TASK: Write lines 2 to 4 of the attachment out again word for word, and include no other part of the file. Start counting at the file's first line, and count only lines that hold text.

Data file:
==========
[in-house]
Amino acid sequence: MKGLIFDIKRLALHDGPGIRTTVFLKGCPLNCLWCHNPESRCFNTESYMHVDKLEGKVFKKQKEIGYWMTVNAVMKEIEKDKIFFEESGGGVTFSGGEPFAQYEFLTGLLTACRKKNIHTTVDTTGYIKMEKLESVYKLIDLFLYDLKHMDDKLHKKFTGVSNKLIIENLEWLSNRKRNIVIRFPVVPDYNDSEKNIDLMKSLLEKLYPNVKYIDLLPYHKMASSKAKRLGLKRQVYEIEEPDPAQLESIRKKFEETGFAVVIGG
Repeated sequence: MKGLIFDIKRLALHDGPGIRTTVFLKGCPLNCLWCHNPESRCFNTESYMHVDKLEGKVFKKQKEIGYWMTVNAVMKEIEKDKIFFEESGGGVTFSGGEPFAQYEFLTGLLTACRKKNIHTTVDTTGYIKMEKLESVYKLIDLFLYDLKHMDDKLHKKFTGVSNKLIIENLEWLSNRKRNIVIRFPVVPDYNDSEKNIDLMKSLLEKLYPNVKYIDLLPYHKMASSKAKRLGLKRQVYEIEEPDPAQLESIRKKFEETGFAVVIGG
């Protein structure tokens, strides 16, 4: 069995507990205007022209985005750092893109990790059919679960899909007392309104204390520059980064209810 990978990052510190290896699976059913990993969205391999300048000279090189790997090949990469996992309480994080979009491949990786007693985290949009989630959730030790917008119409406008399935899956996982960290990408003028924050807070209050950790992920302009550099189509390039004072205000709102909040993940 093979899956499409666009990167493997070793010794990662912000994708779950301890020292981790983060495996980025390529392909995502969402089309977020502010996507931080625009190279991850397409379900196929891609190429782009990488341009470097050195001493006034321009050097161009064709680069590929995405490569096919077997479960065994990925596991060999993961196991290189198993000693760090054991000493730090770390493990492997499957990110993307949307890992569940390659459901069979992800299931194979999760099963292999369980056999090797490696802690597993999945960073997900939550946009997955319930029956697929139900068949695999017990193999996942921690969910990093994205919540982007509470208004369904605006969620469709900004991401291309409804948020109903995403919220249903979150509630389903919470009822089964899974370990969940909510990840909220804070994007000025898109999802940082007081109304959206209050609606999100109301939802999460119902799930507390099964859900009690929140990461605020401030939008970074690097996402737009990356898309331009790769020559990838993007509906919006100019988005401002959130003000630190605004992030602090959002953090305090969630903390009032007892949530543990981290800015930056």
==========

Amino acid sequence: MKGLIFDIKRLALHDGPGIRTTVFLKGCPLNCLWCHNPESRCFNTESYMHVDKLEGKVFKKQKEIGYWMTVNAVMKEIEKDKIFFEESGGGVTFSGGEPFAQYEFLTGLLTACRKKNIHTTVDTTGYIKMEKLESVYKLIDLFLYDLKHMDDKLHKKFTGVSNKLIIENLEWLSNRKRNIVIRFPVVPDYNDSEKNIDLMKSLLEKLYPNVKYIDLLPYHKMASSKAKRLGLKRQVYEIEEPDPAQLESIRKKFEETGFAVVIGG
Repeated sequence: MKGLIFDIKRLALHDGPGIRTTVFLKGCPLNCLWCHNPESRCFNTESYMHVDKLEGKVFKKQKEIGYWMTVNAVMKEIEKDKIFFEESGGGVTFSGGEPFAQYEFLTGLLTACRKKNIHTTVDTTGYIKMEKLESVYKLIDLFLYDLKHMDDKLHKKFTGVSNKLIIENLEWLSNRKRNIVIRFPVVPDYNDSEKNIDLMKSLLEKLYPNVKYIDLLPYHKMASSKAKRLGLKRQVYEIEEPDPAQLESIRKKFEETGFAVVIGG
């Protein structure tokens, strides 16, 4: 069995507990205007022209985005750092893109990790059919679960899909007392309104204390520059980064209810 990978990052510190290896699976059913990993969205391999300048000279090189790997090949990469996992309480994080979009491949990786007693985290949009989630959730030790917008119409406008399935899956996982960290990408003028924050807070209050950790992920302009550099189509390039004072205000709102909040993940 093979899956499409666009990167493997070793010794990662912000994708779950301890020292981790983060495996980025390529392909995502969402089309977020502010996507931080625009190279991850397409379900196929891609190429782009990488341009470097050195001493006034321009050097161009064709680069590929995405490569096919077997479960065994990925596991060999993961196991290189198993000693760090054991000493730090770390493990492997499957990110993307949307890992569940390659459901069979992800299931194979999760099963292999369980056999090797490696802690597993999945960073997900939550946009997955319930029956697929139900068949695999017990193999996942921690969910990093994205919540982007509470208004369904605006969620469709900004991401291309409804948020109903995403919220249903979150509630389903919470009822089964899974370990969940909510990840909220804070994007000025898109999802940082007081109304959206209050609606999100109301939802999460119902799930507390099964859900009690929140990461605020401030939008970074690097996402737009990356898309331009790769020559990838993007509906919006100019988005401002959130003000630190605004992030602090959002953090305090969630903390009032007892949530543990981290800015930056």